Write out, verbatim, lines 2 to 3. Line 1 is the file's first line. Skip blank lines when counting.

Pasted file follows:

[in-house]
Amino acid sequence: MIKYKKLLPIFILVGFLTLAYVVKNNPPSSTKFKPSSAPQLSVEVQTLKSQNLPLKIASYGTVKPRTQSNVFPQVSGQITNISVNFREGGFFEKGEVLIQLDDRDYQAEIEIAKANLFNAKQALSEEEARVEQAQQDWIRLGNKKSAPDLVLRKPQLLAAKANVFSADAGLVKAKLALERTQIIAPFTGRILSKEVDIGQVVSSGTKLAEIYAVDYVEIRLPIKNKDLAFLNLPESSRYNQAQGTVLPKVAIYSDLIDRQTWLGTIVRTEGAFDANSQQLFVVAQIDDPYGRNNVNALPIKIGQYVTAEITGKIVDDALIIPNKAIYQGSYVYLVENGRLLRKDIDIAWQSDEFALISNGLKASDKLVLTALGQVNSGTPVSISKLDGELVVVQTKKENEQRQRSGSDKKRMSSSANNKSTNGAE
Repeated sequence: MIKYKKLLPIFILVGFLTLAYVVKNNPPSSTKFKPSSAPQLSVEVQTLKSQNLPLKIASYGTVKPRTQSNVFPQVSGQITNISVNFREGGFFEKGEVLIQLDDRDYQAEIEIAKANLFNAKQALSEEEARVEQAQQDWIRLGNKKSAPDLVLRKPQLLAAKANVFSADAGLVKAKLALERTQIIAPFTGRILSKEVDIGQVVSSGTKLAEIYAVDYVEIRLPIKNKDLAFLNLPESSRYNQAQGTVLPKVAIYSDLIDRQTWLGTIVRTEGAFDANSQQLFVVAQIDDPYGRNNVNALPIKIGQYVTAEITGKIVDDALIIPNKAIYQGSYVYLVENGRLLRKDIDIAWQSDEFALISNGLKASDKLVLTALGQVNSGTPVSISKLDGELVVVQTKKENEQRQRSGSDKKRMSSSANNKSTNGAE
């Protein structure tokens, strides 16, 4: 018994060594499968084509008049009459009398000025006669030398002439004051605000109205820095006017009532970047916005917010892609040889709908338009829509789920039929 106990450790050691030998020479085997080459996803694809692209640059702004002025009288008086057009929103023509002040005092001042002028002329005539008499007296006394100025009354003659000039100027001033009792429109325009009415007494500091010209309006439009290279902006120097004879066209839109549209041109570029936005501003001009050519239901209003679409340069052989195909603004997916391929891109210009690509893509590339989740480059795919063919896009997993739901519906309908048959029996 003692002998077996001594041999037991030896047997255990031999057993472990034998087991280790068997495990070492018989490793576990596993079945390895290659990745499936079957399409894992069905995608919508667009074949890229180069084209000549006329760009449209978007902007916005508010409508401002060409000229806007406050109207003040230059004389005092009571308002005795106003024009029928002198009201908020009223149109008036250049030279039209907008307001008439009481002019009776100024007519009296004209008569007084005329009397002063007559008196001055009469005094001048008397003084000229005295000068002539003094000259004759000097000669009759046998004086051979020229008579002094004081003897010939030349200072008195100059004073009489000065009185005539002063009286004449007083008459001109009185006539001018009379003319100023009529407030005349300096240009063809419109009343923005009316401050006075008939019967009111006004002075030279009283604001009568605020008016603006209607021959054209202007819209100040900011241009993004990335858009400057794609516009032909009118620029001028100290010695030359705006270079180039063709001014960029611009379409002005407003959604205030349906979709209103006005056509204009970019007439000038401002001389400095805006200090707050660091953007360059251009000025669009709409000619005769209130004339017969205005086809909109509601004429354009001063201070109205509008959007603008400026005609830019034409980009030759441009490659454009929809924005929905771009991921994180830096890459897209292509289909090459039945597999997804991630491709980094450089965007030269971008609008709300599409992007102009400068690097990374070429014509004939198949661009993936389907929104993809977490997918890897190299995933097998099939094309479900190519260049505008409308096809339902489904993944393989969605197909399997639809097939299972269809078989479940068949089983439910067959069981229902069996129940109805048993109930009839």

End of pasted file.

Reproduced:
Amino acid sequence: MIKYKKLLPIFILVGFLTLAYVVKNNPPSSTKFKPSSAPQLSVEVQTLKSQNLPLKIASYGTVKPRTQSNVFPQVSGQITNISVNFREGGFFEKGEVLIQLDDRDYQAEIEIAKANLFNAKQALSEEEARVEQAQQDWIRLGNKKSAPDLVLRKPQLLAAKANVFSADAGLVKAKLALERTQIIAPFTGRILSKEVDIGQVVSSGTKLAEIYAVDYVEIRLPIKNKDLAFLNLPESSRYNQAQGTVLPKVAIYSDLIDRQTWLGTIVRTEGAFDANSQQLFVVAQIDDPYGRNNVNALPIKIGQYVTAEITGKIVDDALIIPNKAIYQGSYVYLVENGRLLRKDIDIAWQSDEFALISNGLKASDKLVLTALGQVNSGTPVSISKLDGELVVVQTKKENEQRQRSGSDKKRMSSSANNKSTNGAE
Repeated sequence: MIKYKKLLPIFILVGFLTLAYVVKNNPPSSTKFKPSSAPQLSVEVQTLKSQNLPLKIASYGTVKPRTQSNVFPQVSGQITNISVNFREGGFFEKGEVLIQLDDRDYQAEIEIAKANLFNAKQALSEEEARVEQAQQDWIRLGNKKSAPDLVLRKPQLLAAKANVFSADAGLVKAKLALERTQIIAPFTGRILSKEVDIGQVVSSGTKLAEIYAVDYVEIRLPIKNKDLAFLNLPESSRYNQAQGTVLPKVAIYSDLIDRQTWLGTIVRTEGAFDANSQQLFVVAQIDDPYGRNNVNALPIKIGQYVTAEITGKIVDDALIIPNKAIYQGSYVYLVENGRLLRKDIDIAWQSDEFALISNGLKASDKLVLTALGQVNSGTPVSISKLDGELVVVQTKKENEQRQRSGSDKKRMSSSANNKSTNGAE